Cat Leon wrote: ↑
2020-02-01 06:09, Saturday
The respective names for another countries are welcom!
You mean countries besides those on the list, like Portugal?
To start with, if you go by etymology you get bogged down very quickly in the Portuguese case.
The Portuguese form of "scout" would be "escuteiro".
Keeping it simple by mentioning only its concrete use we would be talking very specifically about boy/girl scouts, the youth organisation thing.
More in the military field, we stumble upon another obstacle because, not being a military historian but having read more than 0 about the issue, I'd say that the Portuguese military kept a consistent tradition of entrusting recon duties to cavalry units, at least in doctrine. And you're looking for infantry.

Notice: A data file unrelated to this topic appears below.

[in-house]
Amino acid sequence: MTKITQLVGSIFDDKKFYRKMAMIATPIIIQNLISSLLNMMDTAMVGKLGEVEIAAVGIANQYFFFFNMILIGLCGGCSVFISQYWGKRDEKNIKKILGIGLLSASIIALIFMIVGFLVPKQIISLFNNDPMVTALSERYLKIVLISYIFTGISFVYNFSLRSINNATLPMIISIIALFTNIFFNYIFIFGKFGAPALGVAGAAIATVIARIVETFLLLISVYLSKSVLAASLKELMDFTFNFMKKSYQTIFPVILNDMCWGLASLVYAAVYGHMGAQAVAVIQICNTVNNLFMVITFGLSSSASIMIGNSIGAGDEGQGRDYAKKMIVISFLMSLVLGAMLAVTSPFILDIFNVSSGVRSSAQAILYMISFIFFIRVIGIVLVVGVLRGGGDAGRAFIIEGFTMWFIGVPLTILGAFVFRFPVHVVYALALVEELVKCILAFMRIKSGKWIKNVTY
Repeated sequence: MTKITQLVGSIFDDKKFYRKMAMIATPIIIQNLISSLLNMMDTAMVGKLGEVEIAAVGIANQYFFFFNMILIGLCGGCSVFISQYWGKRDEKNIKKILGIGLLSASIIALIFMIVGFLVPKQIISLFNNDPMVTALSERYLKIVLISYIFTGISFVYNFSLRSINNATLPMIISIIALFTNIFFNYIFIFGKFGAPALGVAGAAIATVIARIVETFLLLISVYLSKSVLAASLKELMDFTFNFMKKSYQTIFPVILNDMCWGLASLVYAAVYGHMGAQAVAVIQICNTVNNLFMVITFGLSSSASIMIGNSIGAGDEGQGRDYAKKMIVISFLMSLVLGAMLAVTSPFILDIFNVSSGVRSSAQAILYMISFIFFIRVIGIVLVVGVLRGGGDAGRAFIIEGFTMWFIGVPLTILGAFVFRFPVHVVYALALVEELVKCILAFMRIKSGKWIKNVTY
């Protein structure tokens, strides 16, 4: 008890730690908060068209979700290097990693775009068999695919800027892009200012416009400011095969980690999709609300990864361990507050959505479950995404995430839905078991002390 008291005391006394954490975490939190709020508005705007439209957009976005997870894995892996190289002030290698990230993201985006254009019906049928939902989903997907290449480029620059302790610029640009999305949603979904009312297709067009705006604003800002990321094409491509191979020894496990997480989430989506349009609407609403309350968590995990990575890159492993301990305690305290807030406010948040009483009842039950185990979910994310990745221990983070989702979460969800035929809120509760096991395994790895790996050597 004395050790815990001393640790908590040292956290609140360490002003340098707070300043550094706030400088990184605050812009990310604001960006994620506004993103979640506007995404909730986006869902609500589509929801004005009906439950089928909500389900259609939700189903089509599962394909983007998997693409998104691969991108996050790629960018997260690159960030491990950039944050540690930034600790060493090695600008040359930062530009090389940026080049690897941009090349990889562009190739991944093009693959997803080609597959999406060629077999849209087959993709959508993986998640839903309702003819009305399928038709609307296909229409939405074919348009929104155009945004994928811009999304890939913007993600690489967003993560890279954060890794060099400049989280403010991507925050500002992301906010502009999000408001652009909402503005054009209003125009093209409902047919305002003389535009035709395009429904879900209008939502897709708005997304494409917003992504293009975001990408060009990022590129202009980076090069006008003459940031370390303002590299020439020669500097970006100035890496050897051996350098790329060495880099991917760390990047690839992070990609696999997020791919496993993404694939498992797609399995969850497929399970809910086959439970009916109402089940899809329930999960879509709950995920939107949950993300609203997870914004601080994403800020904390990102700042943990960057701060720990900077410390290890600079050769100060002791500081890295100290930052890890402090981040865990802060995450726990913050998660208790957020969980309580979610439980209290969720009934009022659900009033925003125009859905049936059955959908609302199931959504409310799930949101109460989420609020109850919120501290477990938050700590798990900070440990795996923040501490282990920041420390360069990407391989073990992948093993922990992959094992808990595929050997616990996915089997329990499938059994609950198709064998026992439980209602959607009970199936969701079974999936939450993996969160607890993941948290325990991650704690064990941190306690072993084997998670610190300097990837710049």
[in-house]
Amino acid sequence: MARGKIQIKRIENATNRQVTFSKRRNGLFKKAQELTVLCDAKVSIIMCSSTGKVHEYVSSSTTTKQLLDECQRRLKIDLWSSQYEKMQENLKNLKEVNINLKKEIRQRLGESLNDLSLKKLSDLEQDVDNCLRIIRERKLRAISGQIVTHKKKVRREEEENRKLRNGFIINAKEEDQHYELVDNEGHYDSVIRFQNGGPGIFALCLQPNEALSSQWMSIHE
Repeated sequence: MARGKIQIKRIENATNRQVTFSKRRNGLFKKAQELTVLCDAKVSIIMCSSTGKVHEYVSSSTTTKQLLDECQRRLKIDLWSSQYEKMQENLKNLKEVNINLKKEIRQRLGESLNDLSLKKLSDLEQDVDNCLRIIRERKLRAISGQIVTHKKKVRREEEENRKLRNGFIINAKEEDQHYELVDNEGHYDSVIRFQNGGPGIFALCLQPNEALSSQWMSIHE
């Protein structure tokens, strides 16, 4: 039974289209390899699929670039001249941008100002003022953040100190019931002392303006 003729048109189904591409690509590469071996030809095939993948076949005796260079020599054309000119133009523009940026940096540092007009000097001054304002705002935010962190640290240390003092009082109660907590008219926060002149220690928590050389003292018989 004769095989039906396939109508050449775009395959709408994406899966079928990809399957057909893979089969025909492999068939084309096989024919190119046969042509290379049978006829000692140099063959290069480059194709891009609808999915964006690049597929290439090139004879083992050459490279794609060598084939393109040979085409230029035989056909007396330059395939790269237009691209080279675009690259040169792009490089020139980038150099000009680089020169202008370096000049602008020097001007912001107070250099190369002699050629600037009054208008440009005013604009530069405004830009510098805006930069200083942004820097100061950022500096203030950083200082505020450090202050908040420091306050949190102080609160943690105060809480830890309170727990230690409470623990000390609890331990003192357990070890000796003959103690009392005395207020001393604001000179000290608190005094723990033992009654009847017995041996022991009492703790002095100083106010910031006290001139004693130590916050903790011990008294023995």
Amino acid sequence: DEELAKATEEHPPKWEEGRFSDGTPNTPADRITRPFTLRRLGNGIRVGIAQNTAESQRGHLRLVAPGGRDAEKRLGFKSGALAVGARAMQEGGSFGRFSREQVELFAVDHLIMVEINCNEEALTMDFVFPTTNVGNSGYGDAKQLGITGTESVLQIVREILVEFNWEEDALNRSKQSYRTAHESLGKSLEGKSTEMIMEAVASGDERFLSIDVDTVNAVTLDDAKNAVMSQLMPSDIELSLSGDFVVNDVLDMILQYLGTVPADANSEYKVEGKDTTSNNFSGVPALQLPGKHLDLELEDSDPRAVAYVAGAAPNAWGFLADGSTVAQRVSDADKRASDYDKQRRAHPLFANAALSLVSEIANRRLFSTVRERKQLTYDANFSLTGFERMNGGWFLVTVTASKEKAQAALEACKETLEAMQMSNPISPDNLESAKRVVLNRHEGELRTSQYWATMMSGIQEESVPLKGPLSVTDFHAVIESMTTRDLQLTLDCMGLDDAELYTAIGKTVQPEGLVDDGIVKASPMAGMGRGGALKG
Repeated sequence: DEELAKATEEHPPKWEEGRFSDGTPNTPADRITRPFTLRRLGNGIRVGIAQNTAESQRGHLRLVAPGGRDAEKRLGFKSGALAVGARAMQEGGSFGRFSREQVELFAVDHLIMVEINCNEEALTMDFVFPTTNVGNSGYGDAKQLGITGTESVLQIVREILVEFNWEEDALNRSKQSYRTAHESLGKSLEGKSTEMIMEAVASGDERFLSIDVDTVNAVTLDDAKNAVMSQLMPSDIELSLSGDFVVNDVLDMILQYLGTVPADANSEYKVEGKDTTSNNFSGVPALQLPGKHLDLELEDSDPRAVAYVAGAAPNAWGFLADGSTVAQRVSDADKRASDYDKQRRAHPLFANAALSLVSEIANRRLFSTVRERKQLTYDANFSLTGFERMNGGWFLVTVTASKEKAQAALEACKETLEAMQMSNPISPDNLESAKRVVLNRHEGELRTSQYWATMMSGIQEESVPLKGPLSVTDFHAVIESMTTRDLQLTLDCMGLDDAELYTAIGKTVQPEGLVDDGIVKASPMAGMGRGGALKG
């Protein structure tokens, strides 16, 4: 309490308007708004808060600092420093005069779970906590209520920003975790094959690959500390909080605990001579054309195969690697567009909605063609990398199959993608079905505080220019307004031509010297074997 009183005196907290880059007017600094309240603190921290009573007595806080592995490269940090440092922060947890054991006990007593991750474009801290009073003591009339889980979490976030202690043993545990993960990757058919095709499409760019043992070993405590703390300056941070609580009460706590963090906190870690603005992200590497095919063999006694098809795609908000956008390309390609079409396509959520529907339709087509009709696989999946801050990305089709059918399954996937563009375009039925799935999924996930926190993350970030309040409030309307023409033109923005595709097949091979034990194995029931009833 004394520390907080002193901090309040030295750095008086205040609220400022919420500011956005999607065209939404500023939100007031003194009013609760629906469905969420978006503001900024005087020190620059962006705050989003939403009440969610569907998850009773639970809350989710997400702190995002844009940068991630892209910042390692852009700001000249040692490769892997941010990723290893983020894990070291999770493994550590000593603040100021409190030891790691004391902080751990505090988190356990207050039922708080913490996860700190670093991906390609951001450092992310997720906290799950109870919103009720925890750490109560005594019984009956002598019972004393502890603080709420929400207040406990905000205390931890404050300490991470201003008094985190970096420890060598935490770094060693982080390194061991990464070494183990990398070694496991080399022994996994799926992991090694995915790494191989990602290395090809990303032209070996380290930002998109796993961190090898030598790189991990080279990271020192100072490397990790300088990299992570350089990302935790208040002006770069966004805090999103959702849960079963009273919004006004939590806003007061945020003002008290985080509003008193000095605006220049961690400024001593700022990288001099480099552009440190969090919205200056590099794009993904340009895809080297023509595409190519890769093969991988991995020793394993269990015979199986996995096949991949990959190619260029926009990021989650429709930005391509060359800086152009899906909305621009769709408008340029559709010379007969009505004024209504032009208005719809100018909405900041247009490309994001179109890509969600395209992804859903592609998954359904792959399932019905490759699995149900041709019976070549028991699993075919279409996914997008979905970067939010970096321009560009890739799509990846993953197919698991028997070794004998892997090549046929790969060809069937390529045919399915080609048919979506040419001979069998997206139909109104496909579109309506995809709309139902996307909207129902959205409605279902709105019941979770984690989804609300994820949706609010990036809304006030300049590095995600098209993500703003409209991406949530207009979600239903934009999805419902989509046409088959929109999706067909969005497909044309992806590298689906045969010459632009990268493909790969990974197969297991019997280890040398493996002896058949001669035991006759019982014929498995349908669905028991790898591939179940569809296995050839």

That leaves us with light infantry as the closest and those were called much more often than not: "caçadores" (with that little comma like you may find in some French words under the second c)
In English it means "hunters", in Deutsch, "jäegers"...
Portuguese wiki article on "Caçador militar"
Special note for the napoleonic era "caçador" in the first picture with its brown uniform, practically camouflage if we consider those times.
Scrolling down there are two photos of Portuguese Army and Air Force "caçadores" during the African colonial wars of the 60s/70s.
First photo shows "caçadores especiais" (especiais = special) in Angola, informally known by the American designation "Rangers".
The Air Force "caçadores" in the second photo were actually paratroops by training and named "caçadores paraquedistas", so cousins of the Fallschirmjäger.
Both were elite troops but there were also regular and native units using the name "caçadores".